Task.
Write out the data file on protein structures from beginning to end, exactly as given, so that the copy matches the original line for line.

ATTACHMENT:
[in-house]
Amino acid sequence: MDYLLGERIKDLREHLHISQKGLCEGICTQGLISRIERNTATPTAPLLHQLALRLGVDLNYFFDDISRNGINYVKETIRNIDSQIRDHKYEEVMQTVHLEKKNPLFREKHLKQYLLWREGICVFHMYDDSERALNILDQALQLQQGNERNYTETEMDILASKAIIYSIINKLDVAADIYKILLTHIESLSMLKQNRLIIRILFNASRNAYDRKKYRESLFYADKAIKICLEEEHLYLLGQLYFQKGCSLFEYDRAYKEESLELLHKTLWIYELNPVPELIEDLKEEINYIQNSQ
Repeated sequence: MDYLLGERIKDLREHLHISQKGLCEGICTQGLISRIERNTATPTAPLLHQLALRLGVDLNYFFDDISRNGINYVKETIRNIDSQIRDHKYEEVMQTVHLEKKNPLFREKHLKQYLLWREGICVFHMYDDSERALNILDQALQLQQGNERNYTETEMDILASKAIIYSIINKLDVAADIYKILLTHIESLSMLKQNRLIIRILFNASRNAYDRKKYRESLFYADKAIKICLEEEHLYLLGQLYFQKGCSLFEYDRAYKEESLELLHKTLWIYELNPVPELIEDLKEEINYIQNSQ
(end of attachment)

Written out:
[in-house]
Amino acid sequence: MDYLLGERIKDLREHLHISQKGLCEGICTQGLISRIERNTATPTAPLLHQLALRLGVDLNYFFDDISRNGINYVKETIRNIDSQIRDHKYEEVMQTVHLEKKNPLFREKHLKQYLLWREGICVFHMYDDSERALNILDQALQLQQGNERNYTETEMDILASKAIIYSIINKLDVAADIYKILLTHIESLSMLKQNRLIIRILFNASRNAYDRKKYRESLFYADKAIKICLEEEHLYLLGQLYFQKGCSLFEYDRAYKEESLELLHKTLWIYELNPVPELIEDLKEEINYIQNSQ
Repeated sequence: MDYLLGERIKDLREHLHISQKGLCEGICTQGLISRIERNTATPTAPLLHQLALRLGVDLNYFFDDISRNGINYVKETIRNIDSQIRDHKYEEVMQTVHLEKKNPLFREKHLKQYLLWREGICVFHMYDDSERALNILDQALQLQQGNERNYTETEMDILASKAIIYSIINKLDVAADIYKILLTHIESLSMLKQNRLIIRILFNASRNAYDRKKYRESLFYADKAIKICLEEEHLYLLGQLYFQKGCSLFEYDRAYKEESLELLHKTLWIYELNPVPELIEDLKEEINYIQNSQ